In our analysis we utilised thematic and case-based approaches. The data were coded thematically using the data management software package NVivo (QSR International Pty Ltd, Doncaster, Australia). Alongside this process the transcripts were read and re-read, thus retaining case level analysis. All participants have been given pseudonyms to protect their anonymity.
The complexities of women's post-abortion contraceptive pathways
Women's contraceptive choices following an abortion are clearly a major factor in determining the likelihood of a subsequent abortion. Our quantitative results showed that many young women are prompted to change contraception at the time of their abortion.9 Much can therefore be learnt from analysing contraceptive pathways over time following an abortion, and drawing on the longitudinal qualitative interviews we demonstrate the complexity of women's contraceptive experiences and motivations following an abortion.
One pattern was switching from a pre-abortion user-dependent method to a LARC method following abortion, and then discontinuing the LARC method within a few months due to side effects. Women later returned to user-dependent methods, though not usually their pre-abortion methods. Maddie, for example, had been using condoms when she became pregnant. After her abortion she selected an injectable as her preferred method of contraception, but later swapped to oral contraception. She was not happy with side effects she thought had been caused by the injection, saying “It just makes you put on weight and gives you spots … It made me really moody as well”.
Other participants who discontinued the contraceptive method received at the abortion clinic stopped using contraception entirely. This decision was often accompanied by an intention not to be sexually active in the foreseeable future, sometimes – but not always – linked to the end of a relationship. Jacqui, for example, had changed her contraception from the pill to the levonorgestrel intrauterine system (LNG-IUS). By the second interview she was planning to have the IUS removed because she was no longer in a relationship. She also wanted a break from hormonal contraception: “I just want my body to actually go back to normal”.
Some participants, primarily citing a desire for reliability, did continue with the long-acting contraception provided by the clinic after abortion. Cassandra opted to have an implant, and at her second interview she had retained the method although she was not entirely satisfied with it and was experiencing irregular bleeding. Cassandra said she would go back to the doctors if it became problematic, but at the moment it was “manageable”. She was very motivated to avoid another unintended pregnancy, and this was the driver in her tolerance of a method with which she was not entirely satisfied.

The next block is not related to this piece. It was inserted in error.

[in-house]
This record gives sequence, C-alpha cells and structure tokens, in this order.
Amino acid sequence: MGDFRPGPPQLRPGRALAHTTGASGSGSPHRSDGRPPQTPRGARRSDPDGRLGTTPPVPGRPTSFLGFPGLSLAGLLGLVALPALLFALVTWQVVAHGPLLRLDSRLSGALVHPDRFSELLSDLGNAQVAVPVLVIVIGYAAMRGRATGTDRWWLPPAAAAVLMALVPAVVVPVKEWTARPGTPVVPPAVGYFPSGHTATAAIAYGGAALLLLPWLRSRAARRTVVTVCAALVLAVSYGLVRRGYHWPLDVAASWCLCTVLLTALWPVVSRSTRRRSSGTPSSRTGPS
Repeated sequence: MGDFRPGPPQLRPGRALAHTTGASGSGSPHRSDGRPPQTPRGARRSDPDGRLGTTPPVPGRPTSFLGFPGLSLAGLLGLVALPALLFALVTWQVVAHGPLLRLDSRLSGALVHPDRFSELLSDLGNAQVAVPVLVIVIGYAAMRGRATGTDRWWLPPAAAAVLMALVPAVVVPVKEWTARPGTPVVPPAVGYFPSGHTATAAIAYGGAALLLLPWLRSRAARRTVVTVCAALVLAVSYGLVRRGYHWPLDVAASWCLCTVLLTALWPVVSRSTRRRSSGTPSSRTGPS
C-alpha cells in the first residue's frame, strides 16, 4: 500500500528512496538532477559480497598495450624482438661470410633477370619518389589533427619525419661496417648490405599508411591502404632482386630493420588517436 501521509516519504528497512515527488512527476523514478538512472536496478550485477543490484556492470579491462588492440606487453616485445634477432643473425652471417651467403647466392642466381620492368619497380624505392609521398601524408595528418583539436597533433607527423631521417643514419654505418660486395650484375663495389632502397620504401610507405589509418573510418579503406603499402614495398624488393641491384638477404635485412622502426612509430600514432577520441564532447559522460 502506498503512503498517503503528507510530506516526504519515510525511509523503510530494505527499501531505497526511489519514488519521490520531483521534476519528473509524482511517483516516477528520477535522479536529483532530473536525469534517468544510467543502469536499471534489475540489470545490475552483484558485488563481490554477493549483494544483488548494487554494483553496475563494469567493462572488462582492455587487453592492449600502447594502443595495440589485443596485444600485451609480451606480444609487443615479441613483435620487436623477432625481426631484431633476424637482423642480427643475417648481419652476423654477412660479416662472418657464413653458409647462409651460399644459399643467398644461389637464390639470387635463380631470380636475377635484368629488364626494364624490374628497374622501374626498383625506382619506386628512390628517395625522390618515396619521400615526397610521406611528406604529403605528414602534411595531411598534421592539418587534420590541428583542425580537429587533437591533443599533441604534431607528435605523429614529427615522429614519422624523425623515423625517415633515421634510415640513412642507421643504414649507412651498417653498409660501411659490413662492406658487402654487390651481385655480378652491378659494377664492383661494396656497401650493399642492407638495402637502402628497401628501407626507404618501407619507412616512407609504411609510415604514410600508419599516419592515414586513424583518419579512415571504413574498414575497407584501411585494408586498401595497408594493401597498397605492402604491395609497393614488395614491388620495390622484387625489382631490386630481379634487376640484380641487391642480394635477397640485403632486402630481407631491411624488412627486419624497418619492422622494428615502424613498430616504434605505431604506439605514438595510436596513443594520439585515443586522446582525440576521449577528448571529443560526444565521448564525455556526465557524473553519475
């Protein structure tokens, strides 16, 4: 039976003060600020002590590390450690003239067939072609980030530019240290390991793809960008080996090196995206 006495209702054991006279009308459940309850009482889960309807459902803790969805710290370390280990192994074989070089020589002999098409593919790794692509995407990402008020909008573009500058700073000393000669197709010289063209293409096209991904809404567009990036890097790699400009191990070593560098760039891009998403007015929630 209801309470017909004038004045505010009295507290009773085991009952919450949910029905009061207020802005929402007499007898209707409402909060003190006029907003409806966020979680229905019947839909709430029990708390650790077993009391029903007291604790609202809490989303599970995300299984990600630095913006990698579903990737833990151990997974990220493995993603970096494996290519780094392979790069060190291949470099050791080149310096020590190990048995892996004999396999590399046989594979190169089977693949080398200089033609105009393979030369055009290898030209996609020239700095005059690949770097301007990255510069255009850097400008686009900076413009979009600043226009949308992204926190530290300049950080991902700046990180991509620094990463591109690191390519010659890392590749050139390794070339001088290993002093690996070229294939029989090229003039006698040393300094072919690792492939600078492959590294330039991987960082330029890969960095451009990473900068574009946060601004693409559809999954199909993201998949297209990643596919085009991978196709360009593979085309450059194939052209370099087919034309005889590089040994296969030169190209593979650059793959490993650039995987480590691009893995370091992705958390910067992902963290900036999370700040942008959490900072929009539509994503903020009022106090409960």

Other patterns included continuing with their pre-abortion method whilst trying to improve compliance, and switching from one user-dependent method pre-abortion to trying different alternatives post-abortion. Edie, for example, chose to continue with the same contraceptive pill but with a greater awareness of when it may fail; whilst MaryAnn changed from withdrawal to switching between condoms and the pill. Above all, the longitudinal interviews highlight contraceptive changes, over a relatively short period of time, because women were not happy with the way their selected method affected their body, or because their situation had changed.
Multiple unintended/unwanted pregnancies
The qualitative research revealed a multifaceted story behind each woman who experienced more than one unintended and/or unwanted pregnancy. The most important finding was that there were no clearly identifiable patterns of behaviour.
One important theme in multiple unintended pregnancies was women's hope, following one abortion, that they would not become unintentionally pregnant again. This belief was underpinned by changes in reproductive (sexual and/or contraceptive) behaviour. Carrie, for example, had experienced three unintended pregnancies, and changed behaviour after each. She became sexually active when she was 16 with her boyfriend who was 17. They sometimes used condoms, but she did not think about the possibility of becoming pregnant “until it happened”. She was 16 when she had her first abortion, following which she was “proper worried, really worried, about it all happening again”. She was therefore not sexually active again for about 2 years. After going on the pill, she did not expect to become pregnant a second time, and “was devastated, proper devastated, a bit hysterical” when she did. Because Carrie and her boyfriend had been together for a while, and lived together, they decided to continue with the pregnancy. After she had her son, Carrie started on a different type of pill which she believed would be more reliable, but after a few months she felt ill and was pregnant again. She does not know how this happened – “I just don't seem to have any luck”, and she decided to have an abortion so she could concentrate on looking after her son.
One thing that was particularly striking with this subgroup was the strength of the theme of unanticipated sex for a subsequent unintended pregnancy. Natasha described being unintentionally pregnant three times. Her most recent pregnancy occurred after “unexpected sex” with an ex-partner. She had just finished her pack of pills and had not renewed her prescription as she was not expecting to be sexually active. She was aware that she might be at risk of pregnancy, and accessed emergency hormonal contraception (EHC) which did not work for her.
As noted previously, women may change their contraception in a response to an unintended pregnancy and abortion, but struggle to find a method that they are satisfied with. This was evident with the cohort of women experiencing more than one unintended pregnancy. Kara, for example, had tried different contraceptive pills throughout her teenage years and had not found one she was happy with. She had also tried the implant but had it removed after 1-month due to bleeding irregularities and mood-related problems. Kara had experienced two abortions, one at age 18 and one at 24. At the time of her most recent pregnancy she used EHC but still became pregnant. Following her abortion she left the clinic without contraception. She was unwilling to use hormonal contraception and decided she could not have an intrauterine device (IUD) fitted, believing it would make her periods worse. Her preferred method was condoms but her boyfriend did not like to use them. Her search for a contraceptive thereby continued to be frustrating: “It's really difficult … I don't want to be on any hormonal kind of contraception … there isn't really many other options”.